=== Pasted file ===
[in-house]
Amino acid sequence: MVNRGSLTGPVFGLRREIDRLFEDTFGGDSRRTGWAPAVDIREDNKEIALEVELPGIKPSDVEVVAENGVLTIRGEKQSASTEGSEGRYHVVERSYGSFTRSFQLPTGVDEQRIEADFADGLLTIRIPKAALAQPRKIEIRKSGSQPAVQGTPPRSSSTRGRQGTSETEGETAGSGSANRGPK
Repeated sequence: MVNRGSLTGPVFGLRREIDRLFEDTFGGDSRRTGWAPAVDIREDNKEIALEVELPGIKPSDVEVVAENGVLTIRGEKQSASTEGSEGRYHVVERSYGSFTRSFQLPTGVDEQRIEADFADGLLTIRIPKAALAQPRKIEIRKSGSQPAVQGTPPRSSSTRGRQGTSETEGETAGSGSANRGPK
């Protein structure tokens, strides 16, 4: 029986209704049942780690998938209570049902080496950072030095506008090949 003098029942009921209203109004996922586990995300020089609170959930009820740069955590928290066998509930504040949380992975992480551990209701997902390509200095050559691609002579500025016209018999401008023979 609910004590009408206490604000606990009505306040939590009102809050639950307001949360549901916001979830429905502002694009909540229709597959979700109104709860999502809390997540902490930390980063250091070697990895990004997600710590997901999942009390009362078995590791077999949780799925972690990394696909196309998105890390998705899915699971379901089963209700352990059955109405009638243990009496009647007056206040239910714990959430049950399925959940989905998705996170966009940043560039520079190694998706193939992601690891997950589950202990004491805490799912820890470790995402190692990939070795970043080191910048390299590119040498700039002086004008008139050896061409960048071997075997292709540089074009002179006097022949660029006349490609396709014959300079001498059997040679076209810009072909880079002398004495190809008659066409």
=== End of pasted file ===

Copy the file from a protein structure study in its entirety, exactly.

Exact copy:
[in-house]
Amino acid sequence: MVNRGSLTGPVFGLRREIDRLFEDTFGGDSRRTGWAPAVDIREDNKEIALEVELPGIKPSDVEVVAENGVLTIRGEKQSASTEGSEGRYHVVERSYGSFTRSFQLPTGVDEQRIEADFADGLLTIRIPKAALAQPRKIEIRKSGSQPAVQGTPPRSSSTRGRQGTSETEGETAGSGSANRGPK
Repeated sequence: MVNRGSLTGPVFGLRREIDRLFEDTFGGDSRRTGWAPAVDIREDNKEIALEVELPGIKPSDVEVVAENGVLTIRGEKQSASTEGSEGRYHVVERSYGSFTRSFQLPTGVDEQRIEADFADGLLTIRIPKAALAQPRKIEIRKSGSQPAVQGTPPRSSSTRGRQGTSETEGETAGSGSANRGPK
């Protein structure tokens, strides 16, 4: 029986209704049942780690998938209570049902080496950072030095506008090949 003098029942009921209203109004996922586990995300020089609170959930009820740069955590928290066998509930504040949380992975992480551990209701997902390509200095050559691609002579500025016209018999401008023979 609910004590009408206490604000606990009505306040939590009102809050639950307001949360549901916001979830429905502002694009909540229709597959979700109104709860999502809390997540902490930390980063250091070697990895990004997600710590997901999942009390009362078995590791077999949780799925972690990394696909196309998105890390998705899915699971379901089963209700352990059955109405009638243990009496009647007056206040239910714990959430049950399925959940989905998705996170966009940043560039520079190694998706193939992601690891997950589950202990004491805490799912820890470790995402190692990939070795970043080191910048390299590119040498700039002086004008008139050896061409960048071997075997292709540089074009002179006097022949660029006349490609396709014959300079001498059997040679076209810009072909880079002398004495190809008659066409």